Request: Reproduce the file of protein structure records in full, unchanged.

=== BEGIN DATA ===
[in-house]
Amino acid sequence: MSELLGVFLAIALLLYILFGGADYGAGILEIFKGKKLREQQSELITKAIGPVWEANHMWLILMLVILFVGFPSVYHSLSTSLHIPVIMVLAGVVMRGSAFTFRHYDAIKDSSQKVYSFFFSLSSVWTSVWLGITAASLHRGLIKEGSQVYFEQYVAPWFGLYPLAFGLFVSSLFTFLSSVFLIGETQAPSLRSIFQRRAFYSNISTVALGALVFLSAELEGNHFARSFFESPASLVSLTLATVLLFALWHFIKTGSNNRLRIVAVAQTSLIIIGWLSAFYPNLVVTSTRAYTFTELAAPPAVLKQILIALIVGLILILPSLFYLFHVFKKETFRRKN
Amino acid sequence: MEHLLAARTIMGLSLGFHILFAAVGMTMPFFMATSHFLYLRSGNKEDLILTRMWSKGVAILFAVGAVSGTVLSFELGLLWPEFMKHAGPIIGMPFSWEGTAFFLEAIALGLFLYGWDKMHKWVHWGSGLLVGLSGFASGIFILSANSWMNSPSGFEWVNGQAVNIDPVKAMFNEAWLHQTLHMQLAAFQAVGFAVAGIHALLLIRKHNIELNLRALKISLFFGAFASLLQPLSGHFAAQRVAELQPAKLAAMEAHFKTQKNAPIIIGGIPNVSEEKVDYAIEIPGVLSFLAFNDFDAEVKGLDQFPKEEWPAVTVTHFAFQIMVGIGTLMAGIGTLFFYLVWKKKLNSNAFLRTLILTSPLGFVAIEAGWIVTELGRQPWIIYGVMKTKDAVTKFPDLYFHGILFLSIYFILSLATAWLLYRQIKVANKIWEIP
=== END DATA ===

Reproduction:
[in-house]
Amino acid sequence: MSELLGVFLAIALLLYILFGGADYGAGILEIFKGKKLREQQSELITKAIGPVWEANHMWLILMLVILFVGFPSVYHSLSTSLHIPVIMVLAGVVMRGSAFTFRHYDAIKDSSQKVYSFFFSLSSVWTSVWLGITAASLHRGLIKEGSQVYFEQYVAPWFGLYPLAFGLFVSSLFTFLSSVFLIGETQAPSLRSIFQRRAFYSNISTVALGALVFLSAELEGNHFARSFFESPASLVSLTLATVLLFALWHFIKTGSNNRLRIVAVAQTSLIIIGWLSAFYPNLVVTSTRAYTFTELAAPPAVLKQILIALIVGLILILPSLFYLFHVFKKETFRRKN
Amino acid sequence: MEHLLAARTIMGLSLGFHILFAAVGMTMPFFMATSHFLYLRSGNKEDLILTRMWSKGVAILFAVGAVSGTVLSFELGLLWPEFMKHAGPIIGMPFSWEGTAFFLEAIALGLFLYGWDKMHKWVHWGSGLLVGLSGFASGIFILSANSWMNSPSGFEWVNGQAVNIDPVKAMFNEAWLHQTLHMQLAAFQAVGFAVAGIHALLLIRKHNIELNLRALKISLFFGAFASLLQPLSGHFAAQRVAELQPAKLAAMEAHFKTQKNAPIIIGGIPNVSEEKVDYAIEIPGVLSFLAFNDFDAEVKGLDQFPKEEWPAVTVTHFAFQIMVGIGTLMAGIGTLFFYLVWKKKLNSNAFLRTLILTSPLGFVAIEAGWIVTELGRQPWIIYGVMKTKDAVTKFPDLYFHGILFLSIYFILSLATAWLLYRQIKVANKIWEIP